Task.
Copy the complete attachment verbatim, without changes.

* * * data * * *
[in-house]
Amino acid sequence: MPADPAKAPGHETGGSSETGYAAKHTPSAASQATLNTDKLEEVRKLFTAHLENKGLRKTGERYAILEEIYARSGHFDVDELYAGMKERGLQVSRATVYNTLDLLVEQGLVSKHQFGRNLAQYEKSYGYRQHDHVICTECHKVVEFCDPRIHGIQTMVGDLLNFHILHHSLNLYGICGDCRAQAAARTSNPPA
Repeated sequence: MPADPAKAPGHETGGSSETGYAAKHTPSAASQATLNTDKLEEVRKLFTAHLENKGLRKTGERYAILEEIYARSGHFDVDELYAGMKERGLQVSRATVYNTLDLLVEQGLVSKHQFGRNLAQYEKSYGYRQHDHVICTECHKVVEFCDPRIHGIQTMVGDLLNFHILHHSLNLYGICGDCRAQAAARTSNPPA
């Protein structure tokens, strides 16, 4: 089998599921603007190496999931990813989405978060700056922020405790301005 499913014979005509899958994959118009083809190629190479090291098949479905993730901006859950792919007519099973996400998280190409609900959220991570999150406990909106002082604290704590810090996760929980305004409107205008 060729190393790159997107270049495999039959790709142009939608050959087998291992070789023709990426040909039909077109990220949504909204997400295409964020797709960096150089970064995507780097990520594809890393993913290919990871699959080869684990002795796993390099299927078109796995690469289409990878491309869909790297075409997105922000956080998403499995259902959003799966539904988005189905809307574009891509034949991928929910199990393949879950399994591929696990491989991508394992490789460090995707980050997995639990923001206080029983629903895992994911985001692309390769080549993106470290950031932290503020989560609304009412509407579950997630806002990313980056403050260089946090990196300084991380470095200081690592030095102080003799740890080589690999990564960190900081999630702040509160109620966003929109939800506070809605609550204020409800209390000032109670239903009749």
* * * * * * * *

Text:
[in-house]
Amino acid sequence: MPADPAKAPGHETGGSSETGYAAKHTPSAASQATLNTDKLEEVRKLFTAHLENKGLRKTGERYAILEEIYARSGHFDVDELYAGMKERGLQVSRATVYNTLDLLVEQGLVSKHQFGRNLAQYEKSYGYRQHDHVICTECHKVVEFCDPRIHGIQTMVGDLLNFHILHHSLNLYGICGDCRAQAAARTSNPPA
Repeated sequence: MPADPAKAPGHETGGSSETGYAAKHTPSAASQATLNTDKLEEVRKLFTAHLENKGLRKTGERYAILEEIYARSGHFDVDELYAGMKERGLQVSRATVYNTLDLLVEQGLVSKHQFGRNLAQYEKSYGYRQHDHVICTECHKVVEFCDPRIHGIQTMVGDLLNFHILHHSLNLYGICGDCRAQAAARTSNPPA
């Protein structure tokens, strides 16, 4: 089998599921603007190496999931990813989405978060700056922020405790301005 499913014979005509899958994959118009083809190629190479090291098949479905993730901006859950792919007519099973996400998280190409609900959220991570999150406990909106002082604290704590810090996760929980305004409107205008 060729190393790159997107270049495999039959790709142009939608050959087998291992070789023709990426040909039909077109990220949504909204997400295409964020797709960096150089970064995507780097990520594809890393993913290919990871699959080869684990002795796993390099299927078109796995690469289409990878491309869909790297075409997105922000956080998403499995259902959003799966539904988005189905809307574009891509034949991928929910199990393949879950399994591929696990491989991508394992490789460090995707980050997995639990923001206080029983629903895992994911985001692309390769080549993106470290950031932290503020989560609304009412509407579950997630806002990313980056403050260089946090990196300084991380470095200081690592030095102080003799740890080589690999990564960190900081999630702040509160109620966003929109939800506070809605609550204020409800209390000032109670239903009749």